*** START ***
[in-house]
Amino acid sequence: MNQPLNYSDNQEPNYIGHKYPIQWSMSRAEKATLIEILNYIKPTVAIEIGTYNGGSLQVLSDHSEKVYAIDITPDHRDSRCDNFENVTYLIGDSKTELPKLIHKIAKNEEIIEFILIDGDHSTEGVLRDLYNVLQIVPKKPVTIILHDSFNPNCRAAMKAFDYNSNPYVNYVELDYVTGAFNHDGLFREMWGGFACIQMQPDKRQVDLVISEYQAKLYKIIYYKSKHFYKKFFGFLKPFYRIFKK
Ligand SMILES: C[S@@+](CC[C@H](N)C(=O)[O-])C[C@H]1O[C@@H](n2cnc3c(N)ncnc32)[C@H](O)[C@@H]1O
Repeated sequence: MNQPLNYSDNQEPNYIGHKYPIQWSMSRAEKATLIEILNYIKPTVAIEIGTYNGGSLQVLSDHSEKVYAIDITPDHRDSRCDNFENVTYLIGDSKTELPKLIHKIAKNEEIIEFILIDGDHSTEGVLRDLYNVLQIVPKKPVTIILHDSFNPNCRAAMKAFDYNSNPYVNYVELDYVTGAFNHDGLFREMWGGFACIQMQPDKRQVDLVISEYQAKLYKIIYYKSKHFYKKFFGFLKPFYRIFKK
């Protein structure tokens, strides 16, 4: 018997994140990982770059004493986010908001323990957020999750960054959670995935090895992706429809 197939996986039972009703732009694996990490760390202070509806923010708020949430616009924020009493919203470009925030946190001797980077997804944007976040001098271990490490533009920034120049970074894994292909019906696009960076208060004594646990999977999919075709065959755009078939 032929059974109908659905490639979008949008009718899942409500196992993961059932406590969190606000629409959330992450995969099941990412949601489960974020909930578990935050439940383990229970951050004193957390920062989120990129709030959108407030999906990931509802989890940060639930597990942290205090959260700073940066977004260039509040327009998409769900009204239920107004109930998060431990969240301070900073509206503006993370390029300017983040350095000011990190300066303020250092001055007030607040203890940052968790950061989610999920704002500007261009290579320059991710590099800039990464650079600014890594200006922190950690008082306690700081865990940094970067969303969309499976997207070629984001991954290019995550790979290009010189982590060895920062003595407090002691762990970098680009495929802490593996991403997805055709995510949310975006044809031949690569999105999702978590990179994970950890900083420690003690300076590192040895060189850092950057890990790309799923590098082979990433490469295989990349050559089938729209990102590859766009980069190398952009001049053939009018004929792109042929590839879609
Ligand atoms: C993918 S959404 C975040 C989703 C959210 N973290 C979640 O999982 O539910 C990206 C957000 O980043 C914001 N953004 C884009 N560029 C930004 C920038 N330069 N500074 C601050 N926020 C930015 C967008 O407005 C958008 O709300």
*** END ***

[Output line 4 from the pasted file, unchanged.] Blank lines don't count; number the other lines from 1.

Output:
Repeated sequence: MNQPLNYSDNQEPNYIGHKYPIQWSMSRAEKATLIEILNYIKPTVAIEIGTYNGGSLQVLSDHSEKVYAIDITPDHRDSRCDNFENVTYLIGDSKTELPKLIHKIAKNEEIIEFILIDGDHSTEGVLRDLYNVLQIVPKKPVTIILHDSFNPNCRAAMKAFDYNSNPYVNYVELDYVTGAFNHDGLFREMWGGFACIQMQPDKRQVDLVISEYQAKLYKIIYYKSKHFYKKFFGFLKPFYRIFKK